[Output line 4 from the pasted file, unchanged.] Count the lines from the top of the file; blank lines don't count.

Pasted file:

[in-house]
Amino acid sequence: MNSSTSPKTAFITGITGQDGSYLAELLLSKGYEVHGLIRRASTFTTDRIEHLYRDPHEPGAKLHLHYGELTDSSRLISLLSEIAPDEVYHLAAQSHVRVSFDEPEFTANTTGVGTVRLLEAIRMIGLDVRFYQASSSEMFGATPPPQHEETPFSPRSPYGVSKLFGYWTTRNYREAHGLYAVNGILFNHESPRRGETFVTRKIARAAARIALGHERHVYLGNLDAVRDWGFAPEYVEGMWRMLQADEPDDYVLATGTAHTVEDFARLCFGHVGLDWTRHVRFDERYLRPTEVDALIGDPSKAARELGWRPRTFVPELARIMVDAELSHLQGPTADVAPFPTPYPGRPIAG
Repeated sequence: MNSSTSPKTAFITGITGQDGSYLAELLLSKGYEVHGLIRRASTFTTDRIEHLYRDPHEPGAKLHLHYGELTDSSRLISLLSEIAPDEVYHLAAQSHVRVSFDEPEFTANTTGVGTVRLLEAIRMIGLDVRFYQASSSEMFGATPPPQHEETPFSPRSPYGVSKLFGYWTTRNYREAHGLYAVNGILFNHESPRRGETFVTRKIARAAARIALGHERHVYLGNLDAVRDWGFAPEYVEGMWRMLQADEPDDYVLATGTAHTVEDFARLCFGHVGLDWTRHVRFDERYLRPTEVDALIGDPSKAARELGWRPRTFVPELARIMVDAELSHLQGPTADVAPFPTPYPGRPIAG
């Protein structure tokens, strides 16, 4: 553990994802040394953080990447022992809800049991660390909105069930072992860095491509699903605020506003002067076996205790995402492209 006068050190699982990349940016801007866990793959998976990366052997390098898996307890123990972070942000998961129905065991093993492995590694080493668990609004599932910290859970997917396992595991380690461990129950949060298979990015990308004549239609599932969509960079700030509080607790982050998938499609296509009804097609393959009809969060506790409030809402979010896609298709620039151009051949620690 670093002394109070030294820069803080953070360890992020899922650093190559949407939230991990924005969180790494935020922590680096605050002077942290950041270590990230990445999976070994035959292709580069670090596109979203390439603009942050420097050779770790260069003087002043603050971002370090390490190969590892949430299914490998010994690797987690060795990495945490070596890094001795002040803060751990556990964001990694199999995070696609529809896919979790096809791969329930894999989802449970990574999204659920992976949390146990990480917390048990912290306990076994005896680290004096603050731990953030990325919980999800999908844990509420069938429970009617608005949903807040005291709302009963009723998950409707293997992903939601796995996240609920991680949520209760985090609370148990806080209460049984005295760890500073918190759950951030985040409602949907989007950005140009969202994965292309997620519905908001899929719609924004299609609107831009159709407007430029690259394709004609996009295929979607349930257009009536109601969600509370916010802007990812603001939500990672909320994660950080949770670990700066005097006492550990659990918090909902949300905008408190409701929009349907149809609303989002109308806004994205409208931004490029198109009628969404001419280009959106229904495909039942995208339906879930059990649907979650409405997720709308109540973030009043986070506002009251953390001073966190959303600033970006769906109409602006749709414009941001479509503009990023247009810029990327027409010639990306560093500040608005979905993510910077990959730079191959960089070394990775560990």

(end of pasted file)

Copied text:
């Protein structure tokens, strides 16, 4: 553990994802040394953080990447022992809800049991660390909105069930072992860095491509699903605020506003002067076996205790995402492209 006068050190699982990349940016801007866990793959998976990366052997390098898996307890123990972070942000998961129905065991093993492995590694080493668990609004599932910290859970997917396992595991380690461990129950949060298979990015990308004549239609599932969509960079700030509080607790982050998938499609296509009804097609393959009809969060506790409030809402979010896609298709620039151009051949620690 670093002394109070030294820069803080953070360890992020899922650093190559949407939230991990924005969180790494935020922590680096605050002077942290950041270590990230990445999976070994035959292709580069670090596109979203390439603009942050420097050779770790260069003087002043603050971002370090390490190969590892949430299914490998010994690797987690060795990495945490070596890094001795002040803060751990556990964001990694199999995070696609529809896919979790096809791969329930894999989802449970990574999204659920992976949390146990990480917390048990912290306990076994005896680290004096603050731990953030990325919980999800999908844990509420069938429970009617608005949903807040005291709302009963009723998950409707293997992903939601796995996240609920991680949520209760985090609370148990806080209460049984005295760890500073918190759950951030985040409602949907989007950005140009969202994965292309997620519905908001899929719609924004299609609107831009159709407007430029690259394709004609996009295929979607349930257009009536109601969600509370916010802007990812603001939500990672909320994660950080949770670990700066005097006492550990659990918090909902949300905008408190409701929009349907149809609303989002109308806004994205409208931004490029198109009628969404001419280009959106229904495909039942995208339906879930059990649907979650409405997720709308109540973030009043986070506002009251953390001073966190959303600033970006769906109409602006749709414009941001479509503009990023247009810029990327027409010639990306560093500040608005979905993510910077990959730079191959960089070394990775560990």